A lot of my friends have been passing around this recent comic from the Oatmeal. First, take a few minutes to go read it, laugh, and be in awe of the amazing mantis shrimp:
READ THIS — > http://theoatmeal.com/comics/mantis_shrimp
The cartoon, the information, the presentation, are all excellent! After the awesomeness of the mantis shrimp wore off, I started thinking about how the Oatmeal, especially with this piece, is an excellent example of how to communicate science to the public.
1. Choose an intriguing title
The title, “Why the Mantis Shrimp is my new favorite animal”, is both personal, curious. First of all, I don’t know what a Mantis Shrimp is, so I’m curious about that. Secondly, most people have a favorite animals that is something common (e.g., dog, horse, butterfly), so it makes me want to know why this person likes a shrimp (other than they’re probably delicious).
——- PART 1: Mantis shrimp thermonuclear vision ——-
2. Give a clear introduction to basic science
The Oatmeal starts out with a clear introduction into basic science that most of us have probably heard sometime, but have a hard time keeping strait: Our eyes see using rods (for motion) and cones (for color).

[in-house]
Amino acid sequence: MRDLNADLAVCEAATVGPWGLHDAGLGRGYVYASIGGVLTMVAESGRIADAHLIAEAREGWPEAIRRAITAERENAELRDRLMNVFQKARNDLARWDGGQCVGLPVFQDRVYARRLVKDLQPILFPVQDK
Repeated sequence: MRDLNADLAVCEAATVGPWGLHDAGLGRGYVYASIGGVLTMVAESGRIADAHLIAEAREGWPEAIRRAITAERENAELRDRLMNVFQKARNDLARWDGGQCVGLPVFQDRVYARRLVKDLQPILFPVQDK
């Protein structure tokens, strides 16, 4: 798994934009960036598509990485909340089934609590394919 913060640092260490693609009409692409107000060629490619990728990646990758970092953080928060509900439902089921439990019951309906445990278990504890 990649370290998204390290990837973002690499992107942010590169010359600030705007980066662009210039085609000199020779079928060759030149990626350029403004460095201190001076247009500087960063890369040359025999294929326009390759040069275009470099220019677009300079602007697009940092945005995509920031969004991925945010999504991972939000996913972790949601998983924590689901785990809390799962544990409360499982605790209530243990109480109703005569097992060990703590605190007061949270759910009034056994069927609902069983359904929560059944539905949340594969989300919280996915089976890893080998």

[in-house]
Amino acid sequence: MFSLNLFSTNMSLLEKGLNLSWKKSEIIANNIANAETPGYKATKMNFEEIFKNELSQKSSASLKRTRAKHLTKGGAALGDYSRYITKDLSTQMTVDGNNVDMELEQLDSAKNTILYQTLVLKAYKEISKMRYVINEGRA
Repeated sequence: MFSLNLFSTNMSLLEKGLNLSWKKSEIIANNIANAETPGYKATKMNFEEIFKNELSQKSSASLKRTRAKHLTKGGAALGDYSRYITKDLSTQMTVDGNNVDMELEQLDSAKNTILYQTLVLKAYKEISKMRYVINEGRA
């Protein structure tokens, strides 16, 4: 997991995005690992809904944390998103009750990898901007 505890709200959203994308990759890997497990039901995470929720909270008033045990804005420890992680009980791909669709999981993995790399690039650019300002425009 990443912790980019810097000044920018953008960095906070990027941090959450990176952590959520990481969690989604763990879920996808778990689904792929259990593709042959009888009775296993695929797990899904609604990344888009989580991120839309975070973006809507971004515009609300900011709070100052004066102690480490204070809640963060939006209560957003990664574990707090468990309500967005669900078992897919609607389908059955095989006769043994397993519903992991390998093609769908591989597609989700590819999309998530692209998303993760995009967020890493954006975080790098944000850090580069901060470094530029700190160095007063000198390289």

3. Put it in perspective with something familiar
We all know dogs, and have heard either that they’re color blind (they aren’t), or the truth, presented here, that they have the ability to observe fewer colors than we do. Alright, I’m with you, dogs have poor color vision.
4. Relate it to humans
Oh yeah! Humans can see more colors than dogs. Woot!
5. Take small steps
Fist ask us to think a little outside the box. Whoa… butterflies have more color receptors than us… that’s crazy. We can kind of wrap our brains around it. That color vision in butterflies is to us, what our color vision would be to dogs. Okay, sounds good.
6. Give the amazing punch line
Okay, with a little background about the Mantis Shrimp to familiarize us with this animal, and then the build-up. Not two, not three, not five, but sixteen color receptors!! What?!?! That is amazing. Then, following this up with some pictures of the actual animal.
——- PART 2: Mantis shrimp death machine ——-
7. Play to the audience’s imagination
Give us a picture of something beautiful, wonderful, but completely unrealistic in nature. Then tear that picture apart.
8. Share facts, with perspective
The appendages can snap forward as fast as a gunshot??
If humans had the same force we could throw a baseball into space??
These are things I can grasp, and I can share with friends.
9. Be entertaining
Tell a story with the science. It’s okay to be a little silly (Kapow!). When communicating with the public, I think it is as important to engage your audience as it is to be accurate, or else you’ll just be talking to an empty room.